Joseph Bates, cofounder of the Adventist Church, was a sea captain. He discovered God and began reading his Bible at least 20 years prior, and when he did, he made changes in his life as well as life aboard his ship. This excerpt is adapted from his autobiography, Life of Joseph Bates, published in 1927.—Editors.
The Empress was soon loaded again with an assorted cargo under my command, and cleared for South America. We sailed from New Bedford [Massachusetts] on the morning of August 9, 1827. I found it much more trying to part with my family and friends this time than ever before.
A strong breeze wafted us out into the boisterous ocean for a long voyage. As the night set in, all hands were called aft on the quarterdeck. All but one were strangers to me, as they had come from Boston the day before. I read our names and agreement to perform this voyage, and requested their attention while I stated the rules and regulations which I wished to be observed during our voyage.
I spoke of the importance of cultivating kind feelings toward each other while we were alone on the ocean. I stated that I had frequently seen bitter feelings and continued hatred arise on shipboard by not calling the men by their proper names. Said I, “Here is the name of William Jones; now let it be remembered while we are performing this voyage that we all call his name William. Here is John Robinson; call him John. Here is James Stubbs; call him James. We shall not allow any Bills, or Jacks, or Jims to be called here.” In like manner I read all their names, with those of the first and second mates, and requested them always to address one another in a respectful manner, and to call themselves by their proper names; and if the officers addressed them otherwise, I wished it reported to me.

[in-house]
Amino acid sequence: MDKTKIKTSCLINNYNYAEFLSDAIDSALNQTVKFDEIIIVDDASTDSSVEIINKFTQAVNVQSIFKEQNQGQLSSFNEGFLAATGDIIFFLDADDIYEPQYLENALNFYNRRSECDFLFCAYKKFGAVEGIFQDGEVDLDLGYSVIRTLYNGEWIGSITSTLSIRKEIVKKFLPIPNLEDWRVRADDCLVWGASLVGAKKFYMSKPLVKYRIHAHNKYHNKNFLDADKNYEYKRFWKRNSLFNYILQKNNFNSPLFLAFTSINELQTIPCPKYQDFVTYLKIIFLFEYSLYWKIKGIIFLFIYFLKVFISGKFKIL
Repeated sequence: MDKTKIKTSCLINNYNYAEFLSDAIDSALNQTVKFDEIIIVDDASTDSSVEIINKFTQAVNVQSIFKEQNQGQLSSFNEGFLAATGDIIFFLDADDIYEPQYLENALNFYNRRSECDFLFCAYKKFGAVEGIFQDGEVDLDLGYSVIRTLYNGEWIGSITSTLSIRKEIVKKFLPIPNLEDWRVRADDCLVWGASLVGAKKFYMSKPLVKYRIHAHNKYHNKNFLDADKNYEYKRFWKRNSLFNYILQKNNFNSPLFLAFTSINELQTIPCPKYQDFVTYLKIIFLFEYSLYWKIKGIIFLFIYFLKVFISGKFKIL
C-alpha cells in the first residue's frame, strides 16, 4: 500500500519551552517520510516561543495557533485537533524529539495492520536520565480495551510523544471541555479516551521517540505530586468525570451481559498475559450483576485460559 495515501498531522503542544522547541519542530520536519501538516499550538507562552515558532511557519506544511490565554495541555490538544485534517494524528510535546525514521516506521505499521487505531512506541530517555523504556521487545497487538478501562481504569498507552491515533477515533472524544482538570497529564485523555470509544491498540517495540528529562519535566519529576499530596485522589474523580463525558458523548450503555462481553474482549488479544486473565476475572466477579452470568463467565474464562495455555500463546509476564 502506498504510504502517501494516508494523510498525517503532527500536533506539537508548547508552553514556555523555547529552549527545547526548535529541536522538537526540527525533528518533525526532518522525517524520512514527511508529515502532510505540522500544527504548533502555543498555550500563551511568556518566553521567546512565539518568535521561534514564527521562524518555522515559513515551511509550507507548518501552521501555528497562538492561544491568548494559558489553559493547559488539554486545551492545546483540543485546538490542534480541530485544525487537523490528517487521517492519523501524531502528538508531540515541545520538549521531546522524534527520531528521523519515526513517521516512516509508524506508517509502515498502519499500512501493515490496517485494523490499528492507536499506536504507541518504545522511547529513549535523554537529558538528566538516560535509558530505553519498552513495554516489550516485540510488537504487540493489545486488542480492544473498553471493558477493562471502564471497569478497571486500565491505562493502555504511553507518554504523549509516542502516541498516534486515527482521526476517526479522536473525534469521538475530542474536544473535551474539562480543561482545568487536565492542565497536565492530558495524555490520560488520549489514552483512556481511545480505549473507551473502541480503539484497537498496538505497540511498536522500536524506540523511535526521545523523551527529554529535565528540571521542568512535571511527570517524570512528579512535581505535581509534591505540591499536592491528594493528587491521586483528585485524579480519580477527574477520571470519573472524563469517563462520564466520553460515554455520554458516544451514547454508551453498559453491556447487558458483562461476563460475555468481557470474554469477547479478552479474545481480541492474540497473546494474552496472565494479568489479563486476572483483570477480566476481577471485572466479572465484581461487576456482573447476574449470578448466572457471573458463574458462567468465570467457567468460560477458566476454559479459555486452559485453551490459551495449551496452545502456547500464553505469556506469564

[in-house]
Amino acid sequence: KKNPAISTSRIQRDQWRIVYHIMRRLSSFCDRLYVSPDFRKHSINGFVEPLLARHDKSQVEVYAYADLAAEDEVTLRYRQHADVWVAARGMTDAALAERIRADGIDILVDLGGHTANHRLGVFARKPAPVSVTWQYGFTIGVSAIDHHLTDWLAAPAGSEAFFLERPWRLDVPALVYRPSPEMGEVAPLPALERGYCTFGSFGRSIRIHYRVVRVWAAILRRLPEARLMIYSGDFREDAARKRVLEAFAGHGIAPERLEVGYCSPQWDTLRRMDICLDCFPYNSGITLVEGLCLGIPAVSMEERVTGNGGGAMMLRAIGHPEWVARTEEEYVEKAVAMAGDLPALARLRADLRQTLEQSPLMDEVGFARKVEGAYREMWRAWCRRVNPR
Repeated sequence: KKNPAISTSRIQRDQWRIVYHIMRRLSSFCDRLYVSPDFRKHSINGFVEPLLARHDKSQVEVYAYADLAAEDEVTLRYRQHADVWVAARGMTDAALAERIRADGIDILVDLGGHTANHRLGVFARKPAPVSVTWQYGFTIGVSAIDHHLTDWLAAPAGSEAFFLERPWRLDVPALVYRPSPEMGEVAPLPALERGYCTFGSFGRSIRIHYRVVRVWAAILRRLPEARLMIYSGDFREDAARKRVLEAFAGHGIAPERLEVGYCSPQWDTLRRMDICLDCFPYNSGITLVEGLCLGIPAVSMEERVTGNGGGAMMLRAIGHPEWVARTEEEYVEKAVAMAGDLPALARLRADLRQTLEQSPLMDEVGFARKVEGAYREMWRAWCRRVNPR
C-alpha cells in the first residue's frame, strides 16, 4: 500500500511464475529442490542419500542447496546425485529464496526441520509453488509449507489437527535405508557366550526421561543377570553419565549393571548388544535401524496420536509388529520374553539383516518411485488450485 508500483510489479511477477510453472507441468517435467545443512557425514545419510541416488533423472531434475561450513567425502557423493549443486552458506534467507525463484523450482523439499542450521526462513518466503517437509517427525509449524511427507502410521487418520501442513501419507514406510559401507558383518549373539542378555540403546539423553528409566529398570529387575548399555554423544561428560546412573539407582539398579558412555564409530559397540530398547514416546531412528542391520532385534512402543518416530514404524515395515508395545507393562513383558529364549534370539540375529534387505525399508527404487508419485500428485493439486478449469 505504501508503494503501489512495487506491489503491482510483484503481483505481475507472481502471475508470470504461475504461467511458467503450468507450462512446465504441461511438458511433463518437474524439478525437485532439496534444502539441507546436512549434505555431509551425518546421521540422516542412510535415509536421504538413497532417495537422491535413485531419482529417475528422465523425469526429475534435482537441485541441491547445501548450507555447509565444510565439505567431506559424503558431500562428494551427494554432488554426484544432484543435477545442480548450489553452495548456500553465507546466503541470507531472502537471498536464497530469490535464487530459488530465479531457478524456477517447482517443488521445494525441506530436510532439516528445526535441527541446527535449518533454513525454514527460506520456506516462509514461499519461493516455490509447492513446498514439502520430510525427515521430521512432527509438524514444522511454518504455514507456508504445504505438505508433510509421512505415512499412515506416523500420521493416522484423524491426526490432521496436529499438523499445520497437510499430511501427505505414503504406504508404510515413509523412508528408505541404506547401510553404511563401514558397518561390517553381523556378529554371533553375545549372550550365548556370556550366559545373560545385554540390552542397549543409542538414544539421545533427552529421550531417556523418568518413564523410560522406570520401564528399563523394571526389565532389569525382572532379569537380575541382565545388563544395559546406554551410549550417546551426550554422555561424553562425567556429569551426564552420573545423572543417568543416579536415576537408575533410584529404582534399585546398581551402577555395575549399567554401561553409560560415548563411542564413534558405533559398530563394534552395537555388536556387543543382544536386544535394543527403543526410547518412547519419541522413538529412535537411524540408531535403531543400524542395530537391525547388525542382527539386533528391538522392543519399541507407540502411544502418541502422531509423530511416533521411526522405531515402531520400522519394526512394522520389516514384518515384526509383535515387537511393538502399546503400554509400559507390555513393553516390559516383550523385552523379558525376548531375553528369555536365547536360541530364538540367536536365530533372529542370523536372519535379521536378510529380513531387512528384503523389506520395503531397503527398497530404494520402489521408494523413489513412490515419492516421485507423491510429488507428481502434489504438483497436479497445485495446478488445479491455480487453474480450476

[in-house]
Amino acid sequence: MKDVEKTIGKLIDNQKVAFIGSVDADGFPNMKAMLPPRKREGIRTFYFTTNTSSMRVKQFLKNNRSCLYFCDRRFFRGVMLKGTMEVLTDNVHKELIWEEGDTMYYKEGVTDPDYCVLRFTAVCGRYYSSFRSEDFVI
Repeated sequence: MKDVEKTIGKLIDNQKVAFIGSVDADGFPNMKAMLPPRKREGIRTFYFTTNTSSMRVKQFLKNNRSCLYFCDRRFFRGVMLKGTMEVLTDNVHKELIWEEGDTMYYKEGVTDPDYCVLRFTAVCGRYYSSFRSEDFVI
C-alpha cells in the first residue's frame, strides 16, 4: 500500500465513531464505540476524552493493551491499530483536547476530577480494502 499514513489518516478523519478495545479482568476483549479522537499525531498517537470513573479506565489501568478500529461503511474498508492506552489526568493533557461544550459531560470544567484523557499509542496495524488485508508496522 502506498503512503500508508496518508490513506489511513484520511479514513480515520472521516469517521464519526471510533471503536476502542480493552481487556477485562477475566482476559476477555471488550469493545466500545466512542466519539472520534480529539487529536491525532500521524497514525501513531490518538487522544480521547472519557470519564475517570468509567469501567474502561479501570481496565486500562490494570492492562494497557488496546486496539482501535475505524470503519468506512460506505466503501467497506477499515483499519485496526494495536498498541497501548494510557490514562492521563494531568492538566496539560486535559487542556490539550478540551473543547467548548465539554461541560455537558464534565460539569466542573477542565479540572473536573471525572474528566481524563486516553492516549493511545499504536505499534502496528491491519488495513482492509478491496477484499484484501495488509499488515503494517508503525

Not Your Typical Voyage
Another rule was that I should allow no swearing during the voyage. Said William Dunn, “I have always had that privilege, sir.”
“Well,” said I, “you cannot have it here,” and quoted the third commandment, and was endeavoring to show how wicked it was to swear, when he said, “I can’t help it, sir!”
I replied, “Then I will help you to help it.”
He said, “When I am called up in the night to reef topsails in bad weather, and things don’t go right, I swear before I think of it.”
Said I to him, “If you do so here, I will tell you what I will do with you; I will call you down and send you below, and let your shipmates do your duty for you.”
Dunn saw that such a course would disgrace him, and he said, “I will try, sir.”
Another rule was that we should allow no washing nor mending clothes on Sundays. I said to the crew, “I have a good assortment of books and papers which you may have access to every Sunday. I shall also endeavor to instruct you, that we may keep that day holy unto the Lord. You shall have every Saturday afternoon to wash and mend your clothes, both at sea and in harbor, and I shall expect you to appear every Sunday morning with clean clothes. When we arrive in port, you may have the same Saturday afternoon in your turn to go on shore and see the place, and get what you wish. We shall observe the Sabbath on board in port, and not grant any liberty on shore Sunday.”*